Asp f 4
In an evaluation of intracutaneous testing in 50 patients with cystic fibrosis (CF) (12 with ABPA and 21 with allergy to A. fumigatus), all patients with ABPA reacted to at least one of the two A. fumigatus allergens tested (rAsp f 4 and rAsp f 6). However, the intracutaneous tests were negative or only marginally positive in the patients with allergy to A. fumigatus, and completely negative in the control patients. The authors suggested that rAsp f 4 and rAsp f 6 can be considered specific markers for ABPA, and in particular, for early diagnosis of the disease; a clear distinction between allergic sensitisation to A. fumigatus and ABPA is essential for therapy to prevent deterioration of pulmonary function in subjects with ABPA. (78) Similar findings were reported in another study, which concluded that the IgE cut-off values for positive skin reactions to rAsp f 4 and rAsp f 6 of 0.9 and 1.2 kU(A)/L corresponded to allergen-specific serum concentrations of 2 to 3 microg/L, and allowed a sensitive, highly specific diagnosis of ABPA. (79)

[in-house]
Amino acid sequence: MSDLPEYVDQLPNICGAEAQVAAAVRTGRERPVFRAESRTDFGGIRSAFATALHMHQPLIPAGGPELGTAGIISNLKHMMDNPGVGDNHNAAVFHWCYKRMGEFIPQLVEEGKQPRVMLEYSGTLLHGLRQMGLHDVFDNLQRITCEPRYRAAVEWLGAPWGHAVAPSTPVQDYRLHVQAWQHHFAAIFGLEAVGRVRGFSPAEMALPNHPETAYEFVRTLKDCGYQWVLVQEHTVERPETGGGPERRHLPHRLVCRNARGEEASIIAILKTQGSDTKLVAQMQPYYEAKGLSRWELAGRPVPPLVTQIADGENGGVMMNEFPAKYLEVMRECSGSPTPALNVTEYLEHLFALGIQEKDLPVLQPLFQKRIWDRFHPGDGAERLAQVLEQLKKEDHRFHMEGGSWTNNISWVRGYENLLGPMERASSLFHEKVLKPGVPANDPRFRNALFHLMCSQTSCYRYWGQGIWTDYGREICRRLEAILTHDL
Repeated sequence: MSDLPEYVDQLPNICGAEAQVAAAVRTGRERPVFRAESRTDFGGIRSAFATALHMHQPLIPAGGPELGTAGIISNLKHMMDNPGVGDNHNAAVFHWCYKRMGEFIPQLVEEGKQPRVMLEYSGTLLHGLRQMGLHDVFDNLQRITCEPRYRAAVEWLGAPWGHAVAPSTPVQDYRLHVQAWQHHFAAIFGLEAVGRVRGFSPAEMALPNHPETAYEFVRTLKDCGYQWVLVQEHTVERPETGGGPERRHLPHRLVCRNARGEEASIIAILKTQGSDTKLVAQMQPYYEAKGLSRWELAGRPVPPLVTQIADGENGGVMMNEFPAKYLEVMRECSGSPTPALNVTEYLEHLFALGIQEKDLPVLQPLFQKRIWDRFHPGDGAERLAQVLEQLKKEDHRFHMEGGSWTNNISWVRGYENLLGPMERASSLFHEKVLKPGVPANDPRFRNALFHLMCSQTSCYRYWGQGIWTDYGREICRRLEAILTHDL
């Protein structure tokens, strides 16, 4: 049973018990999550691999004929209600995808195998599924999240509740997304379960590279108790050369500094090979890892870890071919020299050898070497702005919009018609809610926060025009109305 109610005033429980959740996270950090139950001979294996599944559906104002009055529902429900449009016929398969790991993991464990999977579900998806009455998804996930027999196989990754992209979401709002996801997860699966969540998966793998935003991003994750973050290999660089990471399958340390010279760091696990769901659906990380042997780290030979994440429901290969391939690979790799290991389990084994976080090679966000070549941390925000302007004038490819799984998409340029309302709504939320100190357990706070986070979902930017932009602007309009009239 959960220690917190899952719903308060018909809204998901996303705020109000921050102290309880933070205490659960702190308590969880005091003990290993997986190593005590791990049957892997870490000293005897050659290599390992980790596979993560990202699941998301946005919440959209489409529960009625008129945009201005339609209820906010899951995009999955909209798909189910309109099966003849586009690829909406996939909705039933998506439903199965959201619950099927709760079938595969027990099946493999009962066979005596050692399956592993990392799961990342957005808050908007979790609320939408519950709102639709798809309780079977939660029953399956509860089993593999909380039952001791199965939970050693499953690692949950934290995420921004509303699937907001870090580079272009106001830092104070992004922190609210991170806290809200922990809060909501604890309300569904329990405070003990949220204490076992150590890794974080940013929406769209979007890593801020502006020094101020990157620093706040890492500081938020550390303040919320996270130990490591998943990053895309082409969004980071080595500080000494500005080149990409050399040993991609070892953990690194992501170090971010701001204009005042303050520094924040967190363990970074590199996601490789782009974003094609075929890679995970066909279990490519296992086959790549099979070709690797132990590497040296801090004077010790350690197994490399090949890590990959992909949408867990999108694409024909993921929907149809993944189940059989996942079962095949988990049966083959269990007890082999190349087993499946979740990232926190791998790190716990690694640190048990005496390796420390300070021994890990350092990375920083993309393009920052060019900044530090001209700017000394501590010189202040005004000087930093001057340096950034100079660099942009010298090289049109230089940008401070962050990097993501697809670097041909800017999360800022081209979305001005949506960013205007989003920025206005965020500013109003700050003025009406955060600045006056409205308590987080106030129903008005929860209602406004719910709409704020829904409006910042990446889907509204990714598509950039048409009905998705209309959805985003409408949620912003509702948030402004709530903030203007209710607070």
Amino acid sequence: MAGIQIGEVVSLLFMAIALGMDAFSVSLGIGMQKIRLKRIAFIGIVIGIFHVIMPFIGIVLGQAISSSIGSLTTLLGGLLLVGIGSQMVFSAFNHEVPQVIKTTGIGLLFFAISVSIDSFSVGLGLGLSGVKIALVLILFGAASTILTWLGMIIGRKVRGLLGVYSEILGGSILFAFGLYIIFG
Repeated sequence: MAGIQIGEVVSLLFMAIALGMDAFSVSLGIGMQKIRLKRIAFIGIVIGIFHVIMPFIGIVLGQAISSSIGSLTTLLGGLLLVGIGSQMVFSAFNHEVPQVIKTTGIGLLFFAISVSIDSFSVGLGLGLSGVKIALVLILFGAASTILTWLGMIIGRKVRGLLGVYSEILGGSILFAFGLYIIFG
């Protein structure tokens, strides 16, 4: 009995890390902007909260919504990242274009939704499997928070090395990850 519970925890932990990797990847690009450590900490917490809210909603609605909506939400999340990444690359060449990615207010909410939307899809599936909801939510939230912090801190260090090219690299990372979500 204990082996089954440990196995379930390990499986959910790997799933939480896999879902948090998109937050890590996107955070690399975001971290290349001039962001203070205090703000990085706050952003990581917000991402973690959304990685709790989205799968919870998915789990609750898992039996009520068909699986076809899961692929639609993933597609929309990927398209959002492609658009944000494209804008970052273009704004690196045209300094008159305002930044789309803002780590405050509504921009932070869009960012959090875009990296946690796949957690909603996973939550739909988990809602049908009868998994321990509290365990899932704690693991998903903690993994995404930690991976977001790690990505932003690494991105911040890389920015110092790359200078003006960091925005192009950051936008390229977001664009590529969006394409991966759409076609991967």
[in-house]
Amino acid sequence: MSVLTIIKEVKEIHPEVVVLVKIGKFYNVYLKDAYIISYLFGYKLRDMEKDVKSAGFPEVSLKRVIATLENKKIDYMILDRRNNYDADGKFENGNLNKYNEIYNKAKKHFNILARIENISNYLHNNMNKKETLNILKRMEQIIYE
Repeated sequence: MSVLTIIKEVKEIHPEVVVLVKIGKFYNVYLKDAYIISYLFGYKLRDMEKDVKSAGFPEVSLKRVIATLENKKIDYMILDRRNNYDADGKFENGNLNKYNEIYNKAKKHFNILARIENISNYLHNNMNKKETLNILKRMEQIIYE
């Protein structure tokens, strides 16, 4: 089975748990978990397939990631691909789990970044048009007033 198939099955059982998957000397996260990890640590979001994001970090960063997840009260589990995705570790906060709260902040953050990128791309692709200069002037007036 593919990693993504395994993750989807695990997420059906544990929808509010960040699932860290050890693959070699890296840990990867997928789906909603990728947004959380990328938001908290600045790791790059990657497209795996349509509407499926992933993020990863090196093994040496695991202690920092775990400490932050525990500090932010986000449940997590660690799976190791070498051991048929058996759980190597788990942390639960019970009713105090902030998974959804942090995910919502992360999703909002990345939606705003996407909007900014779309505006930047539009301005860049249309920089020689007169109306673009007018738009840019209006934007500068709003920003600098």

Asp f 6
Similarly, Asp f 6 has been shown to be recognised by IgE from ABPA patients but not from A. fumigatus-sensitised individuals, which result can be used to differentiate between these two groups of allergic patients. A. fumigatus colonises its environment by the formation of hyphae. Hyphae are found in the lungs of ABPA patients, but not in patients suffering from atopic asthma. Asp f 6 is specifically expressed in hyphae, which might explain why an IgE response to Asp f 6 is specific for ABPA patients. (41)

Asp f 9
Seventy percent of the patients with ABPA were shown to have high levels of serum-specific IgE to Asp f 16, whereas patients with allergic asthma, Aspergillus skin test-positive asthmatics without clinical evidence of ABPA, and normal controls did not show Asp f 16-specific IgE binding. (46)

Asp f 12